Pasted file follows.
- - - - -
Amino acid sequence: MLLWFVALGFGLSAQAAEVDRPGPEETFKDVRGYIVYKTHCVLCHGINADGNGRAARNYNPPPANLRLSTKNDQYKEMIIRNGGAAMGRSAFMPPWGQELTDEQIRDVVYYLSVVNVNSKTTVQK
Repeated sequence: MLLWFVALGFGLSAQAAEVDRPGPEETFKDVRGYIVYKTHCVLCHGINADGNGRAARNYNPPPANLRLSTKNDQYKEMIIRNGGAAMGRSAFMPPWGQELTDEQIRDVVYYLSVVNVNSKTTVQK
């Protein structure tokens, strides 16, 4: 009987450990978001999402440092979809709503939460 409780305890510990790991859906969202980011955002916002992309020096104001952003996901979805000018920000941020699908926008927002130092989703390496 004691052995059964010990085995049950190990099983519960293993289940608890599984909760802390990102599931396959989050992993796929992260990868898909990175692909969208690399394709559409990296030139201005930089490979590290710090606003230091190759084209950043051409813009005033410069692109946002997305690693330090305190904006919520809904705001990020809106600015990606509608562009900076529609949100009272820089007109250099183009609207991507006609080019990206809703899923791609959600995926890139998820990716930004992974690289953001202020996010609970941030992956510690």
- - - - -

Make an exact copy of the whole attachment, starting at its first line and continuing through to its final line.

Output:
Amino acid sequence: MLLWFVALGFGLSAQAAEVDRPGPEETFKDVRGYIVYKTHCVLCHGINADGNGRAARNYNPPPANLRLSTKNDQYKEMIIRNGGAAMGRSAFMPPWGQELTDEQIRDVVYYLSVVNVNSKTTVQK
Repeated sequence: MLLWFVALGFGLSAQAAEVDRPGPEETFKDVRGYIVYKTHCVLCHGINADGNGRAARNYNPPPANLRLSTKNDQYKEMIIRNGGAAMGRSAFMPPWGQELTDEQIRDVVYYLSVVNVNSKTTVQK
């Protein structure tokens, strides 16, 4: 009987450990978001999402440092979809709503939460 409780305890510990790991859906969202980011955002916002992309020096104001952003996901979805000018920000941020699908926008927002130092989703390496 004691052995059964010990085995049950190990099983519960293993289940608890599984909760802390990102599931396959989050992993796929992260990868898909990175692909969208690399394709559409990296030139201005930089490979590290710090606003230091190759084209950043051409813009005033410069692109946002997305690693330090305190904006919520809904705001990020809106600015990606509608562009900076529609949100009272820089007109250099183009609207991507006609080019990206809703899923791609959600995926890139998820990716930004992974690289953001202020996010609970941030992956510690």